Wednesday, January 28, 2009

The Man Who Owns the News by Michael Wolff

Michael Wolff. The Man Who Owns the News. New York: Broadway Books, 2008.

This is a biography of Rupert Murdoch, owner of the News Corporation, based in part on numerous interviews with Murdoch, his associates, and his family, many of whom are involved with his businesses. News Corporation, named for his media holding, a newspaper in Adelaide, Australia, The News, today includes Fox Studios, Fox Television, the Wall Street Journal, the New York Post, and Sky TV, a British TV network.

The author views Murdoch as someone with a sense of righteousness who sees his corporation and businesses as, what Murdoch himself describes it, “change agents.”

Murdoch is a controversial figure. He purchased the Wall Street Journal with the intent of challenging The New York Times, setting up a battle between two of the country’s most respected newspapers.

Murdoch was known in the 1970s for his London tabloid newspaper that always had a photograph of a bare breasted woman on “Page 5.” His name became more public when kidnappers, meaning to abduct his wife, mistakenly seized and killed another woman.

Murdoch later launched a tabloid in America, the National Star.

Murdoch concentrated on newspapers until he purchased Twentieth Century Fox. Entering the Hollywood set let him join his peers in purchasing his own airplane. Yet he never felt comfortable amongst the Hollywood crowd.

Murdoch is devoted to his work. Some employees find him cold and “even cruel”. His reputation is for hiring people who appreciate the change to work for him.

Murdoch involves his family in News Corp. He has been married three times. His children and three sisters, along with their families, are involved with News Corp. This sometimes creates problems for executives who find themselves caught between family disputes.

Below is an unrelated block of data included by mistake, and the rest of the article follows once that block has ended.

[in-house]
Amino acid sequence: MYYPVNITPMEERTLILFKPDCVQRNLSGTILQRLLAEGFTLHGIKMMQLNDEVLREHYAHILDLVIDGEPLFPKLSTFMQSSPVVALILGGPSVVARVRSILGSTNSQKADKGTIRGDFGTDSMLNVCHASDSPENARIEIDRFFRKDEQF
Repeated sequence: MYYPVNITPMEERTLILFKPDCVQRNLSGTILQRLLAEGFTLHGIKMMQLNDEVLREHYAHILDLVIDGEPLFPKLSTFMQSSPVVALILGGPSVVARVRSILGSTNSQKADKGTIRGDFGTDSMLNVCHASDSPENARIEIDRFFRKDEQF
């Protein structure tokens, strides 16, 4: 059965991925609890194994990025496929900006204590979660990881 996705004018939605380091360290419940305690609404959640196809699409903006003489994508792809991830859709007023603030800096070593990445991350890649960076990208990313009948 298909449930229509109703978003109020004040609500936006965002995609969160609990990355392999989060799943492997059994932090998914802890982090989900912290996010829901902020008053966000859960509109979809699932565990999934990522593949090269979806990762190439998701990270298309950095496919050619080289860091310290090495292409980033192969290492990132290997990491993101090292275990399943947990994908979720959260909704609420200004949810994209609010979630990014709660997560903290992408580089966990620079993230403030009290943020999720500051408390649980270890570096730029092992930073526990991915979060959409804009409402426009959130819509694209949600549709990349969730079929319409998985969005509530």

Rupert Murdoch and his wife live in a $44 million apartment, the most costly in New York City. Yet most agree money is not what motivates him. Murdoch does not seek the limelight and is not obsessed with status.

Murdoch faces an activist shareholder, John Malone, who once owned 19% of News Corp. compared to the Murdoch family’s share of 30%. Malone has differed with Rupert Murdoch. The Murdochs had to create a financial poison pill to keep Malone from increasing his ownership share.

Murdoch is criticized for running a company at his age. Yet Sumner Redstone, at age 85, owns Viacom (which owns CBS) and is a competitor to News Corp. and Fox.

Barry Diller, in charge of Fox Studio and the Fox TV network when purchased by News Corp., insisted he receive an improved share of the Fox company. Diller was one of the few executives ever to make demands of independence upon Murdoch. Murdoch and Diller made an agreement that financially benefitted Diller as Diller left as head of Fox.

Peter Cernin, President of News Corp.. heads the most important portions of the company while Murdoch serves more as its visionary. Chernin toned down the company’s previous tendency to acquire other companies. Chernin, a Democrat, is known to be upset at Fox News, which is run by Roger Ailes, who has run the network with a noticeable Republican tilt. When Disney made overtures towards hiring Chernin away from News Corp, Chernin obtained a deal with Murdoch that, during his first four years of his contract, he would succeed to the Chief Executive office if that position became vacant.